In John Singleton’s Baby Boy, Omar Gooding played “Sweetpea,” who could arguably represent a product of the Gangsta Rap generation. While Gooding has starred in Playmakers, Deadwood and the upcoming Jerry Bruckheimer series Miami Medical, his true passion is that very same Rap that Sweetpea listened to. “I’ve been in the Hip Hop game forever. I’ve had deals before and I’ve been in groups but recently I’ve been focusing on putting out a solo album. I grew up on the west coast so I grew up on N.W.A. and I’m a huge ‘Pac fan,” “Gooding told HipHopDX recently. The actor/rapper’s MoDo Entertainment has previously released several independent compilations, which feature Big O, a/k/a Gooding’s music.
The west coast Hip Hop community has taken notice. One west coast legend, Sacramento’s C-Bo, both an ally to Tupac Shakur as well as Young Buck, has taken Omar under his wings. “C-BO is awesome,” said Omar as both a fan and as a friend. “I had a meeting with the CEO of West Coast Mafia Music [C-Bo’s label], and went from there. I had met C-Bo before and we had just hit it off. When it’s time to get down he just doesn’t play, his work ethic is just on point. Our recording process was right on where it was supposed to be. He shows you how to get in and get the job done and we just clicked and it was all love. He’s a talented guy and it’s always great to work with him.” The duo released Trading War Stories, a nationally-distributed compilation in 2008 that featured Yukmouth, The Outlawz and Young Bleed.
With West Coast Mafia distributed by E1 Entertainment (formerly Koch Records), Big O intends to uphold Hip Hop’s integrity, but do so on a level that many actor-turned-rappers can’t reach. “I’m from the west coast, so [my album will] definitely will be west coast-influenced,” he shared. “It’s about the lyrics the and the wordplay. I’m definitely a fan of Eminem’s wordplay more-so than his lyrical content, but how he says [things] is awesome. We just try and give the people what they want, we don’t listen to the radio and make sure that content is in place with the music that I record.” Gooding feels, like many, that Hip Hop is in a state of disrepair. “The skill level has been lost and Hip Hop has been made into a joke. Now all you have is kids running, dancing, and jumping around in the music. I think that west coast Hip Hop is not as respected as it was back when [Tupac Shakur] was around. Snoop [Dogg] has always been holding it down, him and The Game is basically all we have. Mostly, as far as the west coast is concerned, it’s a lot of underground Rap.” With artists such as Pac Div, Fashawn and Blu making noise, the music may not stay underground for much longer.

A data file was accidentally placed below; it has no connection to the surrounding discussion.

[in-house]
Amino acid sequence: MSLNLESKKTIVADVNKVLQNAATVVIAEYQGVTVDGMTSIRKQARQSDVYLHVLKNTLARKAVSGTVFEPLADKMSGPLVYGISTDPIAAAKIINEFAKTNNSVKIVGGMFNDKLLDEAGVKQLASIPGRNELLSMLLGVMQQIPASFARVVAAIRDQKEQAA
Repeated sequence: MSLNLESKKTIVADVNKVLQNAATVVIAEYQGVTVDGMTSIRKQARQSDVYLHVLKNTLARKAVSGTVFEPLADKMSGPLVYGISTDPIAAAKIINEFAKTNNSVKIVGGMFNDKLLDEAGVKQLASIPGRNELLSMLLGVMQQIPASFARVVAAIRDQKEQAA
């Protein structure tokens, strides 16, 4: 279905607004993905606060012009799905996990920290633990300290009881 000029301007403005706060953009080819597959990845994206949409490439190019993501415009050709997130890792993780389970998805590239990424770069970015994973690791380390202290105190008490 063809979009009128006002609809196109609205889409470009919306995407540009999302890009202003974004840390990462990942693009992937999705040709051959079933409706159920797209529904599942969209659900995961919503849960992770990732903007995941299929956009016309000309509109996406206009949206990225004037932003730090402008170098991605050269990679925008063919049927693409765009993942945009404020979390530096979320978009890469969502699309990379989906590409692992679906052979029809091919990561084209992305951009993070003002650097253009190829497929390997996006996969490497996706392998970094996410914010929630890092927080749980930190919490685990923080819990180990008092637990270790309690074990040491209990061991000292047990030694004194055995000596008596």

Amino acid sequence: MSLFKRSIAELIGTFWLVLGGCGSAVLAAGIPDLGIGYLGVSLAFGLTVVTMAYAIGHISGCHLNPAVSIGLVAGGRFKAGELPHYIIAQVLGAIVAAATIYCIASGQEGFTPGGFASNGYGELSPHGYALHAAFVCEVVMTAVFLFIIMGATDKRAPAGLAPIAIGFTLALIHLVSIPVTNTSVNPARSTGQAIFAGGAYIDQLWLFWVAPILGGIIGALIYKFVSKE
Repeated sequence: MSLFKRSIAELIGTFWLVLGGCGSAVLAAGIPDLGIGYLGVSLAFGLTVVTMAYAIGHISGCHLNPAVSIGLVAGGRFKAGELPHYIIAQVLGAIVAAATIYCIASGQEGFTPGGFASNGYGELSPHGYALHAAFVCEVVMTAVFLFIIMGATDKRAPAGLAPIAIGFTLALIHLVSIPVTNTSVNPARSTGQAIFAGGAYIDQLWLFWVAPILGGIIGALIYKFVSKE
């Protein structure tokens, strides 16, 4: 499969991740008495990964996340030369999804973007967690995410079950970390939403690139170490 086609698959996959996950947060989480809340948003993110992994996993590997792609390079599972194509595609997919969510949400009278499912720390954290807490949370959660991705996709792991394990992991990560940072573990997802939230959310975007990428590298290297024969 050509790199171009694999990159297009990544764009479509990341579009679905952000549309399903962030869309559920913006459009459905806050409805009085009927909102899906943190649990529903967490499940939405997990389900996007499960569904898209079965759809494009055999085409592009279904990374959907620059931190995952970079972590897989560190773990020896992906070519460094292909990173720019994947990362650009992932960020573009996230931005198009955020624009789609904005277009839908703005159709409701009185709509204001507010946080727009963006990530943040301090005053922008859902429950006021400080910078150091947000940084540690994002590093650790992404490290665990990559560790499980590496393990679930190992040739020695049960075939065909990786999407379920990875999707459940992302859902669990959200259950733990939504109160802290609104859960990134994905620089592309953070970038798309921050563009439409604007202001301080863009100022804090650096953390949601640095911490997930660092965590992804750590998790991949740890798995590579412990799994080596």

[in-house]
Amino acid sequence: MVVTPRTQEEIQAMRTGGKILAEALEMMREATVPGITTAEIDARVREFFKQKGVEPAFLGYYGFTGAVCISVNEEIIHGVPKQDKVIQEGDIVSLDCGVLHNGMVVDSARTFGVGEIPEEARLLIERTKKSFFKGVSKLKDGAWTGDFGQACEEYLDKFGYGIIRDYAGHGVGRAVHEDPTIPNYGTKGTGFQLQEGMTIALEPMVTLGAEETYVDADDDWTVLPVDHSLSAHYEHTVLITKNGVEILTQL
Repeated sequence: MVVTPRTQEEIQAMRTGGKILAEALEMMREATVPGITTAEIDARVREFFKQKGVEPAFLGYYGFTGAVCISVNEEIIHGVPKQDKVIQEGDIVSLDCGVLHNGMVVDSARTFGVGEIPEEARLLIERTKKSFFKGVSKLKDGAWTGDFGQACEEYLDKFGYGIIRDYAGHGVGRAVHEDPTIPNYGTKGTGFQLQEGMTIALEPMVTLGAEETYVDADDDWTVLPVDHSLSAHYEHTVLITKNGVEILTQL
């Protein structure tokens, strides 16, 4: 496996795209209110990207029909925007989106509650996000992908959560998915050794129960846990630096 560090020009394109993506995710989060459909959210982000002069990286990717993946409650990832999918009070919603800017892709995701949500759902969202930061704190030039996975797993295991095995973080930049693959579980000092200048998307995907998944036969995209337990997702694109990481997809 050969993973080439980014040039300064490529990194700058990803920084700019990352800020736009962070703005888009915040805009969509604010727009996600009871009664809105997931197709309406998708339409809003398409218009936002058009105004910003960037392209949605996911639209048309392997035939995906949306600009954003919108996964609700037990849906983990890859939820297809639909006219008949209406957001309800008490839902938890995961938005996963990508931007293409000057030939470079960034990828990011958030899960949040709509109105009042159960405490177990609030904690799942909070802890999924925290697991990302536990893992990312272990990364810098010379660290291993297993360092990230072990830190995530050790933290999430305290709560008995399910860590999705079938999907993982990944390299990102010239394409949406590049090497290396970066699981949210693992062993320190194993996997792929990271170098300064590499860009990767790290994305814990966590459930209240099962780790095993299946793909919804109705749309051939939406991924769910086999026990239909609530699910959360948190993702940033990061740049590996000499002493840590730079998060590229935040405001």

Tracing back to N.W.A.’s success, Gooding believes he knows where the steps were missed. “A lot of the Hip Hop that we have here that we believe is still going strong, a lot of other people have never even heard it before. Hip hop just became angrier and lost its respect and the lyrical content was lost. I want to be able to create something of substance that is meaningful to the people. I’m definitely going to do my part to bring the west coast back.”
Many want to know what other, Academy Award-winning brother, Cuba Gooding, Jr. thinks of both Hip Hop and his brother’s pursuits in it. Omar confirmed to DX that it’s a shared love. “It’s funny that you say that because in the album that we have coming out called Big Business, I called my brother down and had him come to the studio. I kind of just wanted him to freestyle a little bit to get a feel for the music. He’s always been a big fan of my music, even more-so than my acting although he would never say, ‘Hey, you should just be a rapper.’ If I tell him I have a new show he’s like ‘okay, cool,’ but if I [tell him] I have a new album, he’s like, ‘Oh wow, let me get that right away.’ So I wanted to get his opinion of the new project. He’s always been very supportive. So I wanted to get him on the album some kind of way and he was down. He heard the track one time and was like, ‘Okay, I’m ready to go, press record.’ I mean he didn’t plan it, or write it down but went off the top of the dome. He just went into the studio laid it down and it was deep. The song is called ‘Wake Up,’ and it talks about where hip hop was, is and needs to get back too.”
With Miami Medical premiering in a little over two weeks, do not expect Gooding to trade the big or small screen entirely for a studio mic. “I’ve been doing this for 15-20 years and it would be impossible for me to turn my back on acting. I’m just trying to let everyone that acting is not the only trick up my sleeve. I’m just trying to bring back that west coast vibe back in the music.”
Miami Medical airs Friday April 2 on CBS.